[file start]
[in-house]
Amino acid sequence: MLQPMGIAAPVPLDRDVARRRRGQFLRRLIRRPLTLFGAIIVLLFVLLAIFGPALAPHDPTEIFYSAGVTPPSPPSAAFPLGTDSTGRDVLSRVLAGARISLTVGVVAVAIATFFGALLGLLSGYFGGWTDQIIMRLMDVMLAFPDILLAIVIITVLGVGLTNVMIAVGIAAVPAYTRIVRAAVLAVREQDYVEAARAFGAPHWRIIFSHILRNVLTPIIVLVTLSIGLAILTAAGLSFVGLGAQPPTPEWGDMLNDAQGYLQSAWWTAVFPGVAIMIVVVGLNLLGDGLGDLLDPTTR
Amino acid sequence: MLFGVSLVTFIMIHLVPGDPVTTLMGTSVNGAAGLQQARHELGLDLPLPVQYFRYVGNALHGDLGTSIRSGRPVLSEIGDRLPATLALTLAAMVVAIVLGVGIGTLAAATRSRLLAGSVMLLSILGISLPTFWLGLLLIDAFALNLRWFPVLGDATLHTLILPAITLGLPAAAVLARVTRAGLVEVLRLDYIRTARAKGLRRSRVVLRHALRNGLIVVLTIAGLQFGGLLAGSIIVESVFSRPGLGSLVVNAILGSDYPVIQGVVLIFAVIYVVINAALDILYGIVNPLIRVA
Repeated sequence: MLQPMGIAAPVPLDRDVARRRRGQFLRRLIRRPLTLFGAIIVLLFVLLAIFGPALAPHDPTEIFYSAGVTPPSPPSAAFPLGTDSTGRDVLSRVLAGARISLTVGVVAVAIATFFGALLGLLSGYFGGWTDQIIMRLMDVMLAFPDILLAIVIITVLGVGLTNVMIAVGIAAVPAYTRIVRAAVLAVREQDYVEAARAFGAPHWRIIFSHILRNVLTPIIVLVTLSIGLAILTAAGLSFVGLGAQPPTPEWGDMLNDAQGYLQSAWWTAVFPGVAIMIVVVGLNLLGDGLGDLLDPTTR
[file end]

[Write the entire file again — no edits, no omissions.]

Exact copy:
[in-house]
Amino acid sequence: MLQPMGIAAPVPLDRDVARRRRGQFLRRLIRRPLTLFGAIIVLLFVLLAIFGPALAPHDPTEIFYSAGVTPPSPPSAAFPLGTDSTGRDVLSRVLAGARISLTVGVVAVAIATFFGALLGLLSGYFGGWTDQIIMRLMDVMLAFPDILLAIVIITVLGVGLTNVMIAVGIAAVPAYTRIVRAAVLAVREQDYVEAARAFGAPHWRIIFSHILRNVLTPIIVLVTLSIGLAILTAAGLSFVGLGAQPPTPEWGDMLNDAQGYLQSAWWTAVFPGVAIMIVVVGLNLLGDGLGDLLDPTTR
Amino acid sequence: MLFGVSLVTFIMIHLVPGDPVTTLMGTSVNGAAGLQQARHELGLDLPLPVQYFRYVGNALHGDLGTSIRSGRPVLSEIGDRLPATLALTLAAMVVAIVLGVGIGTLAAATRSRLLAGSVMLLSILGISLPTFWLGLLLIDAFALNLRWFPVLGDATLHTLILPAITLGLPAAAVLARVTRAGLVEVLRLDYIRTARAKGLRRSRVVLRHALRNGLIVVLTIAGLQFGGLLAGSIIVESVFSRPGLGSLVVNAILGSDYPVIQGVVLIFAVIYVVINAALDILYGIVNPLIRVA
Repeated sequence: MLQPMGIAAPVPLDRDVARRRRGQFLRRLIRRPLTLFGAIIVLLFVLLAIFGPALAPHDPTEIFYSAGVTPPSPPSAAFPLGTDSTGRDVLSRVLAGARISLTVGVVAVAIATFFGALLGLLSGYFGGWTDQIIMRLMDVMLAFPDILLAIVIITVLGVGLTNVMIAVGIAAVPAYTRIVRAAVLAVREQDYVEAARAFGAPHWRIIFSHILRNVLTPIIVLVTLSIGLAILTAAGLSFVGLGAQPPTPEWGDMLNDAQGYLQSAWWTAVFPGVAIMIVVVGLNLLGDGLGDLLDPTTR